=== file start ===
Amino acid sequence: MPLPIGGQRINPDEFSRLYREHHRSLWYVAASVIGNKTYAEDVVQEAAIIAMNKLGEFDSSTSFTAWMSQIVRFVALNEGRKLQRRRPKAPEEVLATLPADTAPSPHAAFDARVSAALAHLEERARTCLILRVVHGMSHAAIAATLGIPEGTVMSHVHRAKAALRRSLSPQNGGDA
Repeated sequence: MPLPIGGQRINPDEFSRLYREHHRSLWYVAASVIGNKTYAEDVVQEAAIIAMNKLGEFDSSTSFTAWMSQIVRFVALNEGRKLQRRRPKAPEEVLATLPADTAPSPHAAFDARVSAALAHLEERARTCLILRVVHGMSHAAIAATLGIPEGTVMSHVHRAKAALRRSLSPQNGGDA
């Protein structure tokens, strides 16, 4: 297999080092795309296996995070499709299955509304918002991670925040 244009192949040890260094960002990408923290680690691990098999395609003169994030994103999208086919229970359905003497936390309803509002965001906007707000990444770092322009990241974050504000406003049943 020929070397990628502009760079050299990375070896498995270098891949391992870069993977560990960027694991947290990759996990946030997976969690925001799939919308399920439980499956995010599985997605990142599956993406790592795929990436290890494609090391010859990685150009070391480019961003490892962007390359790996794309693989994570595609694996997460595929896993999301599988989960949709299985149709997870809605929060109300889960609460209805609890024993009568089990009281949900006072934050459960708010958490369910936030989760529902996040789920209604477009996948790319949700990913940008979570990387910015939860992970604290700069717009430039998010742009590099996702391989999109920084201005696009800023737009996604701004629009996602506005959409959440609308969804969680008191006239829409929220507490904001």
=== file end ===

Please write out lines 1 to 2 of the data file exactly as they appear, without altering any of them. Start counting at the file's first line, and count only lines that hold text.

Amino acid sequence: MPLPIGGQRINPDEFSRLYREHHRSLWYVAASVIGNKTYAEDVVQEAAIIAMNKLGEFDSSTSFTAWMSQIVRFVALNEGRKLQRRRPKAPEEVLATLPADTAPSPHAAFDARVSAALAHLEERARTCLILRVVHGMSHAAIAATLGIPEGTVMSHVHRAKAALRRSLSPQNGGDA
Repeated sequence: MPLPIGGQRINPDEFSRLYREHHRSLWYVAASVIGNKTYAEDVVQEAAIIAMNKLGEFDSSTSFTAWMSQIVRFVALNEGRKLQRRRPKAPEEVLATLPADTAPSPHAAFDARVSAALAHLEERARTCLILRVVHGMSHAAIAATLGIPEGTVMSHVHRAKAALRRSLSPQNGGDA